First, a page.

Another Week, another installment in "I Love the 80s!" This week we're looking at the Boston Red Sox. In 1980, the Sox had a winning record, but finished 5th in AL East. The following season saw some significant turnover on the roster, the record improved, but not their place in the standings.
The 1980 squad featured a solid lineup of hitters with contributions from top to bottom. Former big Red Machine part Tony Perez led the team with 25 Homers and 105 runs batted in. Not far behind was future Hall of Famer Jim Rice. The team had seven players with double digit homers, many of whom are now enshrined in Cooperstown - Rice, Perez, Carlton Fisk, and Carl Yastrezmski. The team also had a future Hall member in the rotation, 25 year old hurler Dennis Eckersley. The offense clicked, but the pitching was battered and the result was they gave up more runs than they scored.
In 1981, Fisk left for the White Sox, Lynn to the Angels. They added Carney Lansford (who led the AL in batting), and got a tremendous season from Dwight Evans, who led the AL in WAR. He finished 3rd in the MVP voting behind Rickey Henderson and winner Rollie Fingers. The Red Sox did have a strong second half, finishing just a few games behind the Brewers. A new crop of young arms (Stanley, Ojeda, Bruce Hurst) would start making an impact in the rotation and the bullpen.
Donruss #94 Carl Yastrzemski - Yaz missed the All-Star game in 1980 for the first time since 1964. He had been the face of the franchise for the past twenty years, the 1967 AL MVP, and a doubles machine. by 1980, it was time for Yaz to become a mentor to a new generation of Red Sox like Dwight Evans and Jim Rice.
Topps #575 Tony Perez - The Big Dog was no slouch either. A lifetime National Leaguer, Perez came to the Red Sox in 1980 and seemed to find the fountain of youth, posting his highest HR and RBI totals since 1974 and most hits since 1971. Perez anchored first base in '80 and '81 for the Sox, providing serious pop in a powerful lineup. He would give way in 1982 to relative youngster Dave Stapleton before returning to the National league to finish out his career.
Donruss #218 Fred Lynn - Few players had come so far so quickly as Fred Lynn. He burst onto the scene in 1975, won the Rookie of the Year and the MVP award, while leading the AL in Doubles, Runs Scored, and slugging percentage. In 1980 Lynn led the Sox with a .301 average, and won his 4th Gold Glove. The only knock on his game that year was that he only played in a career low 110 contests.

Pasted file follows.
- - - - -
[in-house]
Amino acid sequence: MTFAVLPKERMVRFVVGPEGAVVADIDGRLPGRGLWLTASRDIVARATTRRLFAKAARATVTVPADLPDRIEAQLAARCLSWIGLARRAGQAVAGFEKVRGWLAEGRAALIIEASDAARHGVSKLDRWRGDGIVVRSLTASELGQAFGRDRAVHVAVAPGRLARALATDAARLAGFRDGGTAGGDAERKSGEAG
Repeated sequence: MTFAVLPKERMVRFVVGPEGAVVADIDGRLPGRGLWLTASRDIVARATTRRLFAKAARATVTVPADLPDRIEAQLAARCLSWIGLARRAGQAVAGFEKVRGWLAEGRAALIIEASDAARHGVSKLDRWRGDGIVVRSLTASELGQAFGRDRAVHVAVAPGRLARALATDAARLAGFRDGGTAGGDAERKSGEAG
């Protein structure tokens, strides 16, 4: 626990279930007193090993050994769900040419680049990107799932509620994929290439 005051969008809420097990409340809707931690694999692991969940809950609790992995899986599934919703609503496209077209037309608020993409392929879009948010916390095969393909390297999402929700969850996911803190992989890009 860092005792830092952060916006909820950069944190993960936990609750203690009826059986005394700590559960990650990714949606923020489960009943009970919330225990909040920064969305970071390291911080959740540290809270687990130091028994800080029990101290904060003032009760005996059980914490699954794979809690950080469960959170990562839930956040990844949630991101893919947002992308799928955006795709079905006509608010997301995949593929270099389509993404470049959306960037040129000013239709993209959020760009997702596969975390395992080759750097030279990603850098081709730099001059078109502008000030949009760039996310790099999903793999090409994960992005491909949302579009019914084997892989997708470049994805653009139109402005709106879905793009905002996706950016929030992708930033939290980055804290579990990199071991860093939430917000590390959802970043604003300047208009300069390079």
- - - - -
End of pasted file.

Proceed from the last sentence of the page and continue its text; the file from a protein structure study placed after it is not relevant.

Fleer #232 Dwight Evans - Evans had a pretty typical season in 1980, by his standards. His batting average was a bit low; but he got on base at a high rate, played well in RF, had 37 doubles, and produced exactly 3 Wins Above Replacement. His 1981 season was a high water mark, leading the AL in Homers (in a strike shortened season), walks, times on base, WAR, and OPS. He earned a Gold Glove and a Silver Slugger award.
Topps #110 Carl Yastrzemski - Listed on the card as OF-1B, Yaz was almost exclusively used as a DH by 1980.
Fleer #238 Jerry Remy - Remy was used in a limited role from 1979 through 1981 by the Red Sox, primarily at second base. He came over to Boston from the Angels in 1978 and had a career year - he made his only All-Star team that year. He showed a great deal of speed to that point in his career, stealing over 30 bases in each of his first four MLB seasons. He had a brief renaissance in 1982 and 1983, posting solid numbers for the Sox. He is now the main color commentator for the Red Sox T.V. broadcasts.
Topps #421 Bob Stanley - Stanley was used as a starter and a reliever in 1980, starting 17 games and finishing 21 out of the bullpen. He pitched 5 complete games with one shutout. He had 14 saves. Following the 1980 season, he transitioned to the bullpen more or less full time. He was the team's closer in 1983, making the All-Star team and saving a career high 33 games. He had identical 10-8 records in both 1980 and 1981.
Topps #720 Fred Lynn - In 1980, Lynn was in the middle of 9 straight All-Star Appearances to start his Career. His first season in California was a rough one, seeing his batting average plummet nearly 100 points and was essentially a replacement level player. He would rebound and have several solid seasons in SoCal, though none quite matched the promise of his early career numbers.
Fleer #638 Carl Yastrzemski - As shown on the card, Yaz became a member of the 400 home run club in 1979 - hitting a 2-run bomb off Oakland's Mike Morgan in July at Fenway. His first came in May of 1961 off Los Angeles Angel Jerry Casale, and his last (#452) came in September 1983 off Rick Sutcliffe. Both of those homers were two run shots. He drove in Chuck Schilling in 1961, Jim Rice in 1979, and Wade Boggs in 1983. Now that's what makes Yaz a once in a generation talent, and he did it over three generations of players!
Next week: some other team. Who do you wanna see?